A parade of up-and-coming musicians from Universal Music took the stage at the Ace Hotel in downt-
own Los Angeles in a pre-Grammy Awards performance for a room full of the executives who will make or break their careers.
Talent bookers from James Corden’s late-night show, marketing executives from top brands and executives from Spotify Ltd. and YouTube looked on. Sandwiched in between tables for Apple Inc., an imposing player in online music, and Pandora Media Inc., owner of the world’s largest online radio service, sat executives from a new act trying to break onto the scene: Facebook Inc.
The world’s largest social network has redoubled its efforts to reach a broad accord with the industry, according to interviews with negotiators at labels, music publishers and trade associations. A deal would govern user-generated videos that include songs and potentially pave the way for Facebook to obtain more professional videos from the labels themselves.
“We’re hopeful that they are moving towards licensing music for the entire site,” said David Israelite, president of the National Music Publishers Association, an industry trade group.
Facebook’s interest in music rights is inextricably linked to its growing interest in video. Having siphoned ads away from print, online companies have recently targeted TV, which attracts about $70 billion in advertising a year. While Facebook faces competition from Twitter Inc. and Snapchat Inc., its main rival is Google, and music is one of the most popular types of videos on Google’s YouTube service. Facebook declined to make an executive available for an interview.
Licensing music to Facebook would have huge ramifications for the music industry, which is fighting to grab a larger share of the money from online services. With nearly 2 billion users and a growing advertising business, Facebook could provide billions in new sales for the music industry.
Beyond the revenue gains, the music industry could use a deal with Menlo Park, California-based Facebook to exert more pressure on YouTube. Music executives have long assailed what they say is YouTube’s lax approach to copyright enforcement — even though the video-sharing website is the most popular in the world for music, has catapulted many young artists to stardom and delivered $1 billion in ad revenue to the industry last year.
An agreement with Facebook could also serve as a blueprint for deals with other social-media companies, like Snapchat. On the other hand, providing Facebook users with another way to get music for free could disrupt the music industry’s recent surge in sales from paid services like Spotify.
The talks with Facebook are complex, involving how to prevent copyright violations in user-generated videos, so a deal could be a couple months away or more.
Facebook has reassured the music industry that the company will police piracy and share ad sales. Music executives are also encouraged because Facebook in January hired Tamara Hrivnak, a well-liked former record executive who also spent time at YouTube.
Video consumption on Facebook has grown to billions of views over the past couple of years, as TV networks, news organizations and users experiment with the site much like they once did with YouTube. The results have encouraged Facebook to fund original videos, though those plans are still being developed.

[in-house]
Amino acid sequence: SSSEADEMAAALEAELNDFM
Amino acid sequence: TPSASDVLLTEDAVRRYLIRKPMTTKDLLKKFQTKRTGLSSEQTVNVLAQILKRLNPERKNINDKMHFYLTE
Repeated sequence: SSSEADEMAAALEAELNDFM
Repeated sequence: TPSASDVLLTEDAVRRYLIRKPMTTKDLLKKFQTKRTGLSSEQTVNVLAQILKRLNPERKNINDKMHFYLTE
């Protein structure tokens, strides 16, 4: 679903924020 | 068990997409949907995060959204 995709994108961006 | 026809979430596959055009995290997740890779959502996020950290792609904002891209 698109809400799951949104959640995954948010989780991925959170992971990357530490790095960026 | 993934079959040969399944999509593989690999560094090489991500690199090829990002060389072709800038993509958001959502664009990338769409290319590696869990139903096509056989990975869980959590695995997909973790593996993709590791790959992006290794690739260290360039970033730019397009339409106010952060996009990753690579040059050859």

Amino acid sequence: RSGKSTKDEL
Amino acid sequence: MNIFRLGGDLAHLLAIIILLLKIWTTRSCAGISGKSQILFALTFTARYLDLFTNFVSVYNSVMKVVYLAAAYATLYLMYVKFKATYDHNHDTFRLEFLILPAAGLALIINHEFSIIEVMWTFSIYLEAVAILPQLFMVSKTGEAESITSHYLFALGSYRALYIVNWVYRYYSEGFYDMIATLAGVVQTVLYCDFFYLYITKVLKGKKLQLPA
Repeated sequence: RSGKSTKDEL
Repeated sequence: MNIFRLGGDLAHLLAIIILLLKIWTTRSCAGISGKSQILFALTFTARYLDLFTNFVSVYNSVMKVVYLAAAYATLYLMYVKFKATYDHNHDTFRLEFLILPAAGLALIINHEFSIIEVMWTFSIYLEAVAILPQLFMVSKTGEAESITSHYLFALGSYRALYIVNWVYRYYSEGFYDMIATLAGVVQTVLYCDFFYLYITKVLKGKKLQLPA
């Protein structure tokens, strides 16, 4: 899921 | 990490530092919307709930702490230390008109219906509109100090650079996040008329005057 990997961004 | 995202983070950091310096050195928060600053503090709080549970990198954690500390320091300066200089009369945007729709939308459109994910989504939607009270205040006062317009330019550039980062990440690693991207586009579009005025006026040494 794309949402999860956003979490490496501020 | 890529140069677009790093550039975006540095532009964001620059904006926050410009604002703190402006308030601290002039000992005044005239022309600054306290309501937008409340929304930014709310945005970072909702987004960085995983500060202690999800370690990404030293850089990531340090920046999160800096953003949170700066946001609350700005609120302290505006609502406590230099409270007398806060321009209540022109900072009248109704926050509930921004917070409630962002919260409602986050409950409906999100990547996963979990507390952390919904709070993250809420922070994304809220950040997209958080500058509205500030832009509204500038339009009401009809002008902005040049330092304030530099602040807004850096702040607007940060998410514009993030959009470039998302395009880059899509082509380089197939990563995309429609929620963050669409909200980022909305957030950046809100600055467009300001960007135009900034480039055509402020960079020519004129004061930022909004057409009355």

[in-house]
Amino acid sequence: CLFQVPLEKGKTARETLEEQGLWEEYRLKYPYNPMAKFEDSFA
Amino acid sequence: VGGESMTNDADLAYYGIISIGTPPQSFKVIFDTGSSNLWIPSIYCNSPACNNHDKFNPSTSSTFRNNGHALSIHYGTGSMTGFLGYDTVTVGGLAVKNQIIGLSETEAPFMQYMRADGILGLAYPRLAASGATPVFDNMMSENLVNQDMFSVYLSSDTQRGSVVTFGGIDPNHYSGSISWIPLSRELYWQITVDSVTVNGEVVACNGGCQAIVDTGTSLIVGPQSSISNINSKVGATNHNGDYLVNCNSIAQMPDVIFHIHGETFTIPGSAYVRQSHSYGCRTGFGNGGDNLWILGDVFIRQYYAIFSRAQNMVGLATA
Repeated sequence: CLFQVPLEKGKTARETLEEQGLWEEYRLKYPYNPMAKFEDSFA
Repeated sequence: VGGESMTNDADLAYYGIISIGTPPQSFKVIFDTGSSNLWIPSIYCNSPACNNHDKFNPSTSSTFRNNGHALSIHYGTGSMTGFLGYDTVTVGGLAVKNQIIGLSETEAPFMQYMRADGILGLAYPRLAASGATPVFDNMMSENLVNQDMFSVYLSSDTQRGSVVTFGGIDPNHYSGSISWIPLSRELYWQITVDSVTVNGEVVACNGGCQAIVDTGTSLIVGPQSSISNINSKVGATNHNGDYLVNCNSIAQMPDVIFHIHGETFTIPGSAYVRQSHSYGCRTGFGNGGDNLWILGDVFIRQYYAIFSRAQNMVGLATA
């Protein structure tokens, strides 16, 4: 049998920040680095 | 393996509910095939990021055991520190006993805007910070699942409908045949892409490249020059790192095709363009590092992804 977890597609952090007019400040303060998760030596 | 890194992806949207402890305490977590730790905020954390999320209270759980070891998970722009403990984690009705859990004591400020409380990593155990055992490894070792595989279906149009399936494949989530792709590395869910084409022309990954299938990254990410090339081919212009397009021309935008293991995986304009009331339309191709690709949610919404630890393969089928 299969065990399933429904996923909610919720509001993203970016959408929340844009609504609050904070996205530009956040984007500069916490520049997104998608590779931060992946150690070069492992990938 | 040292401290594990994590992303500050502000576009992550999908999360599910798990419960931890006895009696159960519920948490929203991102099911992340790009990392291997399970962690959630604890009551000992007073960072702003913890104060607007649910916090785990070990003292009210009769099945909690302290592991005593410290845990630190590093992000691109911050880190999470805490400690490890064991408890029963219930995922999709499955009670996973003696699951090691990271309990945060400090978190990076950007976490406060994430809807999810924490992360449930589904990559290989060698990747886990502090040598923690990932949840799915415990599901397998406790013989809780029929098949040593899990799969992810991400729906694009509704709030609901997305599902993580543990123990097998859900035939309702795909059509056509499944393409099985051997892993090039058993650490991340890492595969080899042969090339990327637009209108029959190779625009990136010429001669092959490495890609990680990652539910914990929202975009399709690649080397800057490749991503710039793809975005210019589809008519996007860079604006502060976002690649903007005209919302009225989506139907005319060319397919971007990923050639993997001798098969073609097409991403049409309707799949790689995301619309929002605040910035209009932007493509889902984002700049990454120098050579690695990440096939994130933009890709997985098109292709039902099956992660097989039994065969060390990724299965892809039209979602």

For Facebook to obtain professional video — both music and otherwise — it may have to alleviate concerns about how clips will be presented. At the moment, most Facebook users see videos in their newsfeed, where a clip from a TV show may be followed by a baby photo and then a friend complaining about romantic frustrations.
Facebook must also finish a system to police copyright-infringing material akin to Content ID, the system used by YouTube. Videos on the site already feature a lot of music for which artists don’t receive royalties — a major source of tension.
Israelite speaks for many in the music industry when he expresses doubts about the latest online giant to come knocking on the door. Music executives blame large technology companies for using music to sell services and devices without properly compensating artists.
“Facebook is a very valuable company, making a lot of money, and in part because of the music on the site,” Israelite said, adding the social network is protected by the Digital Millennium Copyright Act, the same law that can shield YouTube from responsibility for pirated material. “We are looking forward to being business partners with Facebook. If that doesn’t happen, you’ll see the situation turn very quickly.”
After years of declining sales, the music industry is growing again thanks to the popularity of paid streaming services from Spotify and Apple. Label executives are reluctant to give their music to another free service for fear it could slow that growth.
The music industry has spent the better part of the last year fighting YouTube in the press, and trying to get laws changed so that the video-sharing service bears more responsibility for policing clips that infringe copyrights. The labels took up that fight just as they were negotiating new long-term licensing agreements with YouTube, hoping the pressure would at least result in more favorable deals.
“Facebook definitely has the size and scale, but the tribal nature of music preferences is different than a feed or news stories or cute cat videos,’’ said Vickie Nauman, a music industry consultant. “To be successful, it will not only need to envision a great music experience but also have to navigate the web of label and publisher rights and relations. No small feat.’’